Thursday, August 13, 2015

Act II Scene 7 - Plato Under the Boardwalk - Music Banned on the Beach

Act II – Scene 7 - Plato Under the Boardwalk – Music Banned on the Beach

Ocean City High School teacher Bill Hamilton was a bit of a rebel who was popular with the students but not so much with the administration. He taught English and coached soccer when nobody considered it a talent threat to the football, baseball and basketball teams.

Hamilton owned the Rock Garden record shop on Asbury near 9th street, and hired some of his students to run it.

He also taught one summer school class in classic literature that Katie, one of the mayor's daughters attended twice a week. This was the next to last class, and it being such a nice day, instead of having the class in a classroom at the high school at Sixth Street, Hamilton had all six of his students meet him under the boardwalk at the music pier, where they moved closer to the hippies at Shriver's Pavilion as the tide came up.

For this particular class Hamilton had them read Aristotle, Socratese and Plato, especially Plato's Republic.

As they sat around in a circle on the beach, under the boarwalk, where it was out of the sun and cooler, Hamilton had Kate read a portion of the Republic that she found most interesting, and she opened it to where she had it marked and began reading: “....Any musical innovation is full of danger to the whole State, and ought to be prohibited. When modes of music change, he fundamental laws of the State always change with them.”

Continuing to read: “This is the point to which, above all, the attention of our rules should be directed – that music and gymnastics be preserved in their original form, and no innovation made. They must do their utmost to maintain them intact. And when anyone says that mankind must regard the newest song which the singers have, they will be afraid that he may be praising, not new songs, but a new kind of song; and this ought not to be praised, or conceived to be the meaning of the poet; for any musical innovation is full of danger to the whole State, and ought to be prohibited. When modes of music change, the fundamental laws of the State always change with them. Then I said our guardians must lay the foundations of their fortress in music...”

Then after a pause she began reading Plato again: “Our youth should be trained from the first in a stricter system, for if amusements become lawless, the youth themselves become lawless, and they never grow up into well-conducted and virtuous citizens.”

Hamilton then noted as Peter Pan said, “This has all happened before and it will all happen again,” or as Yogi put it, “It's deja vu all over again.”

Ater a fervent and vibrant discussion and debate, the hour was up, the students kept looking at their wrist watches at the time, and looking around at all the people lying in the sun and having fun. Some of the students wore their bathing suits and were just going to join the fun.

“For next week, the last assignment for this class,” Hamilton said, “I want you to read Calvary's 'Awaiting the Barbarians” of ancient times, and discuss its relevancy today, class dismissed.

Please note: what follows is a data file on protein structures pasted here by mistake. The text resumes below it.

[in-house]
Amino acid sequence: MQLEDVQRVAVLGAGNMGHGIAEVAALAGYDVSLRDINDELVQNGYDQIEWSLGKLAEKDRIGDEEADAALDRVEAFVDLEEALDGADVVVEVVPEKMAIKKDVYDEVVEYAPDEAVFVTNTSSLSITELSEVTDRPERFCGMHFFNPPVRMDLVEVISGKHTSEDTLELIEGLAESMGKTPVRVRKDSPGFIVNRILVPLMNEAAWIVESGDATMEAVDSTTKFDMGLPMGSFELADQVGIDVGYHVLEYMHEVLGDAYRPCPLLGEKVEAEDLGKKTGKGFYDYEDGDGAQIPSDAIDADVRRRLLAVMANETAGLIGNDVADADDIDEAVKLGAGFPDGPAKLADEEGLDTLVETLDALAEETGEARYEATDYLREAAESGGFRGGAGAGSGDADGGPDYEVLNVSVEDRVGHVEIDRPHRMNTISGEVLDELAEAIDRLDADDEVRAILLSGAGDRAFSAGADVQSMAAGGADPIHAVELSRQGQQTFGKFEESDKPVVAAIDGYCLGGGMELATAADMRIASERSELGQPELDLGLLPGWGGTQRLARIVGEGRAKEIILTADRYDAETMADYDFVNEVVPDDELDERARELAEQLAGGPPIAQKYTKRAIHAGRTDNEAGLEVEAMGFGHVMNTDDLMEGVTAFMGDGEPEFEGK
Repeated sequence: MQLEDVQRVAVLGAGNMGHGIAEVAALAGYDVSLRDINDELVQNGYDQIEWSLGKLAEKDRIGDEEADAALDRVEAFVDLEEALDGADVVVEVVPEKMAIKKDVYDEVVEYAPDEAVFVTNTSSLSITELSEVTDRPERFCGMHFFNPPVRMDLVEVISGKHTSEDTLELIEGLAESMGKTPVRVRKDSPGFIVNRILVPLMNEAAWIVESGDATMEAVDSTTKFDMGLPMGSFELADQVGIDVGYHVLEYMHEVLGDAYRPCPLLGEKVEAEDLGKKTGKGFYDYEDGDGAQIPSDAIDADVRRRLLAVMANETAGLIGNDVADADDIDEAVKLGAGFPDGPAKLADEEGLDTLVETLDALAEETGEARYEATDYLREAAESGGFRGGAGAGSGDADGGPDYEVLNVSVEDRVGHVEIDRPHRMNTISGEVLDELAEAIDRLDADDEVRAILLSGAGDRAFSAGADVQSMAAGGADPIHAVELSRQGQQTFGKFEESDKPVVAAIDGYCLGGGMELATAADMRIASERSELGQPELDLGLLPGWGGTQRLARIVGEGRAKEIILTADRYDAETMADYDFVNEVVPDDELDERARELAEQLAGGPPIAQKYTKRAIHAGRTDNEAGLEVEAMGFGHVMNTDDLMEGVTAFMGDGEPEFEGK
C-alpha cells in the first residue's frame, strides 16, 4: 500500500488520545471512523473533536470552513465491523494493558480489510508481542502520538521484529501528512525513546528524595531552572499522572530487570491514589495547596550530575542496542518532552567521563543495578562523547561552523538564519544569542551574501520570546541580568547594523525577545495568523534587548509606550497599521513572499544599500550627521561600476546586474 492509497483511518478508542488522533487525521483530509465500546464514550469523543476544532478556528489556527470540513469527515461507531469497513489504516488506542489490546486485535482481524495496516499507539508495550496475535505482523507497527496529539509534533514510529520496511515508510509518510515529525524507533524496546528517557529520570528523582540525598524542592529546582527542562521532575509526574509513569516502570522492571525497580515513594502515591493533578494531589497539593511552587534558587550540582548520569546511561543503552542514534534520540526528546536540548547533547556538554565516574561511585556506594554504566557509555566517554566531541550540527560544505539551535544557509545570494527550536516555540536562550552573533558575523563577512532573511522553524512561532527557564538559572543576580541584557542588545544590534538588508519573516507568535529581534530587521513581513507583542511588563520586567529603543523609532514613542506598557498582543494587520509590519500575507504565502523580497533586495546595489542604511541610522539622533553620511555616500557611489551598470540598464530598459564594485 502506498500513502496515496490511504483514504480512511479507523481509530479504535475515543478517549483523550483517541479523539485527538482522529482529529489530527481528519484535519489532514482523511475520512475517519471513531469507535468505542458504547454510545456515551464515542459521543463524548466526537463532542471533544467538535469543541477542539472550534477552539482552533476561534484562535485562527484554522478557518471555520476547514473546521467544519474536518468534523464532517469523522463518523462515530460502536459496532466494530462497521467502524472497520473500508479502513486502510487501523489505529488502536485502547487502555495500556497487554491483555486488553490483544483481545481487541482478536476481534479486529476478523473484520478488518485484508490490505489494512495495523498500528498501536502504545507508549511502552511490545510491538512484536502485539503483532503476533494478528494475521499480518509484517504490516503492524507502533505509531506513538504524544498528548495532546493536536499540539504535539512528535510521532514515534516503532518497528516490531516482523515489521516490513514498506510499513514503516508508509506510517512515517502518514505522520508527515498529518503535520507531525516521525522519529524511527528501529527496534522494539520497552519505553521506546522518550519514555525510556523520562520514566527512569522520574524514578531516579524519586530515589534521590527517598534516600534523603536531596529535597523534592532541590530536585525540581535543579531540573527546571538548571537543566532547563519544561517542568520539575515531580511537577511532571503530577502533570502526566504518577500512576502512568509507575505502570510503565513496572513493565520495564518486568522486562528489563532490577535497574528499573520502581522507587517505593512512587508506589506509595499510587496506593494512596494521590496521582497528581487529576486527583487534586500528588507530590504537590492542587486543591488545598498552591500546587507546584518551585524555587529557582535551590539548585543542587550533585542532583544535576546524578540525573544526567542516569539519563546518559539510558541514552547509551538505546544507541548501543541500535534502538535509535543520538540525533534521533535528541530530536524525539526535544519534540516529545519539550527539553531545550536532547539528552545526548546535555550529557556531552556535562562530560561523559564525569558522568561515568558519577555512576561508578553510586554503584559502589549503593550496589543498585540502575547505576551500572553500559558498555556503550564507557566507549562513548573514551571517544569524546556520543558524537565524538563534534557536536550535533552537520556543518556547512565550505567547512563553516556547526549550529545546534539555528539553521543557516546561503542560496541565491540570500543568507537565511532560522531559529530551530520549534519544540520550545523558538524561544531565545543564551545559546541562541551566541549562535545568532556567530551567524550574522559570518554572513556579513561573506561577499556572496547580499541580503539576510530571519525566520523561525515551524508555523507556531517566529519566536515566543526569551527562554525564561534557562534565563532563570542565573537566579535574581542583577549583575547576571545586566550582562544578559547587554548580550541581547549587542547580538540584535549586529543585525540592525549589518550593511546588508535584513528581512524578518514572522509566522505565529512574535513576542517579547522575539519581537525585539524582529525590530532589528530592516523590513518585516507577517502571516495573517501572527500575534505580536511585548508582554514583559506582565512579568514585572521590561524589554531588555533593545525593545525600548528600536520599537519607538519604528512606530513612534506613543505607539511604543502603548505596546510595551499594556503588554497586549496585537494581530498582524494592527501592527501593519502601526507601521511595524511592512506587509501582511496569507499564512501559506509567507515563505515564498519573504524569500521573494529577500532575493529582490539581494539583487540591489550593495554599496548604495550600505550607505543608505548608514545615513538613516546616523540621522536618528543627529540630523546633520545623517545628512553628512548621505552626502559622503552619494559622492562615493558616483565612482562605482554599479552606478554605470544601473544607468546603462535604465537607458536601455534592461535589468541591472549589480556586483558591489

Hamilton then walked down to the beach to Silvia, the Italian law student kicking the soccer ball about, and talked to him for awhile, asking him if he would give a demonstration to his co-ed soccer team they had put together, because they didn't have enough to field a team of either sex, so they had a co-ed team, and Hamilton wanted Silvio to show them a few of his tricks.

That eventing at the Ocean City Commission meeting, the commission chambers were crowded and Mayor opened the floor to any citizen who had something to say, and there were quite a few, before they got down to business and one of the commissioners who had introduced a resolution banning live music on the beach and boardwalk a few months ago, now called for its third and final reading and a vote on the matter.

The last citizen to make a comment was Kate, the Mayor's daughter, who read the paragraphs from Plato's Republic on the threat new music posed to the State and how it should be banned, but instead of the reaction she expected, one of the commissioners said that Plato was right and that the music was bad for everybody, including those who played it.

After the resolution was brought to the table the Mayor spoke first, saying that he thought the measure went too far and was an infringement on free speech.

“This isn't about free speech,” one of the commissioners barked back, “it's about noise, and the noise pollution these kids are bringing into our lives.”

After a vibrant debate, the city attorney was asked to rule on the matter, and Mr. Bell, an elderly gentleman had to be shaken awake, as he had dozed off, and when asked to repeat the question, he said it wasn't a matter of music but the level of the noise that should be restricted.

And so the resolution was amended to ban the level of music by the decible level and the level was set so low that almost any type of music or noise would be considered illegal. A fifty dollar fine was approved and a few hundred dollars was appropriated from the budget to purchase a dozen hand held decibel meters that were to be distributed to all of the policeman that patrolled the boardwalk, with the law taking effect the following Friday at noon.

Next: Act II Scene 8 - Angleymer's Trial 

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